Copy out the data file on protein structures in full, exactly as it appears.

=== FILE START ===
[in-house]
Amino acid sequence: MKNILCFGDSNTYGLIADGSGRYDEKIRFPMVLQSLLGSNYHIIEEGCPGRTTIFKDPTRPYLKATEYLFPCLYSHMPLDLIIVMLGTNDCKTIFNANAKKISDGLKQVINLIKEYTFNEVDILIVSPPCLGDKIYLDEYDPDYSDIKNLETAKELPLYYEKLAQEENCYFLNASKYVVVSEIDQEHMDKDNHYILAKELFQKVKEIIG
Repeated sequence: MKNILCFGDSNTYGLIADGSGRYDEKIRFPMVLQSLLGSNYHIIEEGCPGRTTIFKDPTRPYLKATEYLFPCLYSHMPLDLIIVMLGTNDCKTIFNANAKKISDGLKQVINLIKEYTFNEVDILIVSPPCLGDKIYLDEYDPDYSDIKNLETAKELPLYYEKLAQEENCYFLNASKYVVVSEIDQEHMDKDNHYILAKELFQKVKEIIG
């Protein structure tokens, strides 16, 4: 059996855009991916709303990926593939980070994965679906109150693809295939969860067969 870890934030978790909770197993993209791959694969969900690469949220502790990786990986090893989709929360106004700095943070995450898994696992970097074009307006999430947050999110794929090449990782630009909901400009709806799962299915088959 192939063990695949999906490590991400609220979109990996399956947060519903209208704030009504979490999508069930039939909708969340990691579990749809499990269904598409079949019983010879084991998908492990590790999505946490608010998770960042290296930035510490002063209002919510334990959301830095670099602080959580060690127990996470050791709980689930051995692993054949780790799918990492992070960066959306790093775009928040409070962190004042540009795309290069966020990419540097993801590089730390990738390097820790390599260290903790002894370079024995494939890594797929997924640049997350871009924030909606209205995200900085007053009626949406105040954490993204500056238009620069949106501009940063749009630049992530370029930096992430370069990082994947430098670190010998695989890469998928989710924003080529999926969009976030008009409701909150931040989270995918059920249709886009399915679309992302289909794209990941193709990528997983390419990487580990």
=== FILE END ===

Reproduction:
[in-house]
Amino acid sequence: MKNILCFGDSNTYGLIADGSGRYDEKIRFPMVLQSLLGSNYHIIEEGCPGRTTIFKDPTRPYLKATEYLFPCLYSHMPLDLIIVMLGTNDCKTIFNANAKKISDGLKQVINLIKEYTFNEVDILIVSPPCLGDKIYLDEYDPDYSDIKNLETAKELPLYYEKLAQEENCYFLNASKYVVVSEIDQEHMDKDNHYILAKELFQKVKEIIG
Repeated sequence: MKNILCFGDSNTYGLIADGSGRYDEKIRFPMVLQSLLGSNYHIIEEGCPGRTTIFKDPTRPYLKATEYLFPCLYSHMPLDLIIVMLGTNDCKTIFNANAKKISDGLKQVINLIKEYTFNEVDILIVSPPCLGDKIYLDEYDPDYSDIKNLETAKELPLYYEKLAQEENCYFLNASKYVVVSEIDQEHMDKDNHYILAKELFQKVKEIIG
């Protein structure tokens, strides 16, 4: 059996855009991916709303990926593939980070994965679906109150693809295939969860067969 870890934030978790909770197993993209791959694969969900690469949220502790990786990986090893989709929360106004700095943070995450898994696992970097074009307006999430947050999110794929090449990782630009909901400009709806799962299915088959 192939063990695949999906490590991400609220979109990996399956947060519903209208704030009504979490999508069930039939909708969340990691579990749809499990269904598409079949019983010879084991998908492990590790999505946490608010998770960042290296930035510490002063209002919510334990959301830095670099602080959580060690127990996470050791709980689930051995692993054949780790799918990492992070960066959306790093775009928040409070962190004042540009795309290069966020990419540097993801590089730390990738390097820790390599260290903790002894370079024995494939890594797929997924640049997350871009924030909606209205995200900085007053009626949406105040954490993204500056238009620069949106501009940063749009630049992530370029930096992430370069990082994947430098670190010998695989890469998928989710924003080529999926969009976030008009409701909150931040989270995918059920249709886009399915679309992302289909794209990941193709990528997983390419990487580990």